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Snyder: Downtown blooming again this summer
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Snyder: Downtown blooming again this summer

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One of the questions I hear most frequently about “This Summer We All Discovered Social Distancing” is, “What happened to the downtown flower baskets?”

COVID-19 happened.

For several years, downtown Kenosha has jumped into the busy summer season adorned with huge, bright, colorful hanging baskets.

But like so much of our lives, COVID-19 — and the resulting shutdown of most local businesses and other venues — has impacted the basket program.

“This year, with everything that happened with COVID-19, we had to think about our budgets and funding,” said Alexandria Binanti Robinson, executive director of Downtown Kenosha Inc.

The project — funded by the Lakeshore Business Improvement District — costs about $30,000 to pay for and maintain some 60 flower baskets and 20 barrels throughout downtown, Robinson said.

“Most of the flowers money,” she said, “was folded into the Small Business Recovery fund. We talked about scrapping the project — we can’t afford the baskets and the recovery grant program — but we didn’t want to have no flowers downtown.”

A compromise was reached.

Maria Caravati, the owner of downtown’s Equinox and a BID board member, worked with Robinson to come up with a scaled-down downtown flowers display this summer.

“She’s a big advocate of salvaging the flowers project,” Robinson said of Caravati.

That’s no surprise; her business is a botanical boutique featuring an array of indoor plants, along with products for indoor gardening.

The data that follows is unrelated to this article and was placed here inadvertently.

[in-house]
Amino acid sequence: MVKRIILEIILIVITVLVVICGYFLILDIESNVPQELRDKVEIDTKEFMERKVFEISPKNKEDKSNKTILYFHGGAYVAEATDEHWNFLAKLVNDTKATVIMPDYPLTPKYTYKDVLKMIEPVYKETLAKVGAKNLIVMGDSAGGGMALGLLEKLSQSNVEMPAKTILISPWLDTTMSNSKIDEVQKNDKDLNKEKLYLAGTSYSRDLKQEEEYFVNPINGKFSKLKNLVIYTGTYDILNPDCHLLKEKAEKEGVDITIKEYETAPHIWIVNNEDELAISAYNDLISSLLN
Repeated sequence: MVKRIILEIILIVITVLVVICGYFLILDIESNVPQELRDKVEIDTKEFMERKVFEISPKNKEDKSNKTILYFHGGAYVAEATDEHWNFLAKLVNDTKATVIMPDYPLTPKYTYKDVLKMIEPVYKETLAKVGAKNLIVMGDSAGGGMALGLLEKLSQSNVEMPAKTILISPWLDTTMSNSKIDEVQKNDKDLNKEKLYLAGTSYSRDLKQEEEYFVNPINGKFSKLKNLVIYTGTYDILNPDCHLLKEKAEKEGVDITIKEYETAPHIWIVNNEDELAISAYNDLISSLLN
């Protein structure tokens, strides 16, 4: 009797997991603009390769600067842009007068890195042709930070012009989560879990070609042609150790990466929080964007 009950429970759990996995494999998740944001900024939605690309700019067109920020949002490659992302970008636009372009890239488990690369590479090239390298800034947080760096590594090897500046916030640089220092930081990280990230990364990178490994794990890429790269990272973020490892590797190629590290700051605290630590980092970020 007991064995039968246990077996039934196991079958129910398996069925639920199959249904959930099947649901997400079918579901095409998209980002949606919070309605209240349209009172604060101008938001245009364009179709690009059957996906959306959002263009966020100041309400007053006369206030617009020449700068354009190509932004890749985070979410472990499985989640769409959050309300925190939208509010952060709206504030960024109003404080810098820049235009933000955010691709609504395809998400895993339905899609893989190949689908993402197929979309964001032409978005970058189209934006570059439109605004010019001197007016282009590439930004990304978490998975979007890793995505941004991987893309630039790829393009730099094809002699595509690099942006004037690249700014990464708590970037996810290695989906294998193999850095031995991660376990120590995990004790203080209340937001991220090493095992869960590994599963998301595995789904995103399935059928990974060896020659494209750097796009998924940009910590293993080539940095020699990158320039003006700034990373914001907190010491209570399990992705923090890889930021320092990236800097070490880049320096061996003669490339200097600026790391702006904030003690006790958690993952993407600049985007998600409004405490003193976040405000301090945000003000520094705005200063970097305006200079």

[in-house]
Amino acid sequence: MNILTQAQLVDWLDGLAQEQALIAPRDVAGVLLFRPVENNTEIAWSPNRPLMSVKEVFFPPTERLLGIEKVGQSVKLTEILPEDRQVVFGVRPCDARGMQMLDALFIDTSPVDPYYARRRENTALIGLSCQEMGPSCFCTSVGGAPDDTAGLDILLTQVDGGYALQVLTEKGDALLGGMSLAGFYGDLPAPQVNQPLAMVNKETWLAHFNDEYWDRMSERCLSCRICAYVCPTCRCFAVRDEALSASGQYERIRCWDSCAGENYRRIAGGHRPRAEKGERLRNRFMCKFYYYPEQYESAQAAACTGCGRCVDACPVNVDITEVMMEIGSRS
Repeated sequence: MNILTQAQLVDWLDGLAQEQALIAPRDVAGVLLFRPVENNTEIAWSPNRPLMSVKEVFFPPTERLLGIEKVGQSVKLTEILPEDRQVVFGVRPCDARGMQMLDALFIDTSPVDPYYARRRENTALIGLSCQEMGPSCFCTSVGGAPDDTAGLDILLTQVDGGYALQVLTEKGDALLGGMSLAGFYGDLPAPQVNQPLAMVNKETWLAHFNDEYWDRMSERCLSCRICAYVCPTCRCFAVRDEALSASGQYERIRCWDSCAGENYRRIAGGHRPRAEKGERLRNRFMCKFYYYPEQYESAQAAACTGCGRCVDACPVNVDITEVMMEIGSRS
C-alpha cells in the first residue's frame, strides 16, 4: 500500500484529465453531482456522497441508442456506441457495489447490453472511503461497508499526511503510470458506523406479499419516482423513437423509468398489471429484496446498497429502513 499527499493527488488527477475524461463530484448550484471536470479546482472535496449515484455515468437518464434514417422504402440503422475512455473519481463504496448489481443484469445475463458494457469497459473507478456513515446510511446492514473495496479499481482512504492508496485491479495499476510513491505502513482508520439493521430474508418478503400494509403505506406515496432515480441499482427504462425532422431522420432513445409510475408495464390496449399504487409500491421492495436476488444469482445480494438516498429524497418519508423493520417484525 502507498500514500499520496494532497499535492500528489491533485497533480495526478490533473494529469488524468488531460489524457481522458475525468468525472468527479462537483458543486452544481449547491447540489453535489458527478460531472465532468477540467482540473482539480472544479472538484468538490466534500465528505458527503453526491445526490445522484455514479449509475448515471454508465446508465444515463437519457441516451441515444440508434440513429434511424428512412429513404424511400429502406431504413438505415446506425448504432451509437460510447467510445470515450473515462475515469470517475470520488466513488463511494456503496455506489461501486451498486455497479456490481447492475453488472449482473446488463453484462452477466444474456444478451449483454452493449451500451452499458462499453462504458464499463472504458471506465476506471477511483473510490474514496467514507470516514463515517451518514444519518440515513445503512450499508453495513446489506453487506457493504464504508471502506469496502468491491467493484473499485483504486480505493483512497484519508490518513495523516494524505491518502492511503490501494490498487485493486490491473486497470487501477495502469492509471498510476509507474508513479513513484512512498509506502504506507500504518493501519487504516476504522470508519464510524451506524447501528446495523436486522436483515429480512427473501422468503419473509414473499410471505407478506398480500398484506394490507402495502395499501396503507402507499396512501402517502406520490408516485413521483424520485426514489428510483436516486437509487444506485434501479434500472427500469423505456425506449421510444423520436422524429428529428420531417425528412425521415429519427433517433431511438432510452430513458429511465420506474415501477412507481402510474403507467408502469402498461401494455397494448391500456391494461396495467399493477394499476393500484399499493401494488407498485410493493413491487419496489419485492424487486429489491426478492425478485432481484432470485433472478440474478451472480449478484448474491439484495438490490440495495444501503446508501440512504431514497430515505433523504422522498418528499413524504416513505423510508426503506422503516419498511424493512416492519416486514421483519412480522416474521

The flowers were purchased as usual from Burr Oaks in Somers, but instead of creating the baskets, volunteers worked together on June 1 to plant the flowers into planters.

“We bought planters, fertilizer and soil, and Maria got a group together to fill 60 planters,” Robinson said. “We also gave some plants to St. Matthew’s Episcopal Church for their downtown garden.”

The biggest expense for the flower baskets, Robinson said, is the season-long watering and fertilizing. Those duties will be taken over by volunteers and the local businesses that are displaying the planters. Also, the Four Seasons Garden Club donated money for the pots; Caravati donated some flowers; and MT Services, a Twin Lakes lawn care company, donated fertilizer.

A hopeful sign

Flowers have been blooming on Kenosha’s downtown streets since the late 1980s, but there’s never been a summer like this one, happening during a global pandemic that forced so many businesses to shut their doors, at least temporarily.

Robinson sees the colorful plants as a sign of better days to come.

“Getting volunteers to do this project is such a hopeful statement to our businesses,” Robinson said.

The summer season, she said, “is picking up. We’ve had a great response to our small businesses that are opening back up. There’s still a lot to recover from, but we’ve had a lot of community support.”

The next round of grants to downtown businesses, she said, “will be geared toward tech grants. We’ll work to keep brick and mortar alive but also help businesses pivot to online ventures.”

Kenosha, she added, “is a really optimistic community, and we’re resilient. I think the rebound will be faster here than in other areas.”

Though it will be a quieter summer, with events like the Downtown Kenosha Pop-Up Beer Garden canceled, Robinson looks forward “to looking back and laughing about this stressful time next summer. We’re adapting every day and moving forward.”

What will you miss this summer, during the coronavirus shutdown? Email Liz at esnyder@kenoshanews.com or call her at 262-656-6271.

What will you miss this summer, during the coronavirus shutdown? Email Liz at esnyder@kenoshanews.com or call her at 262-656-6271.

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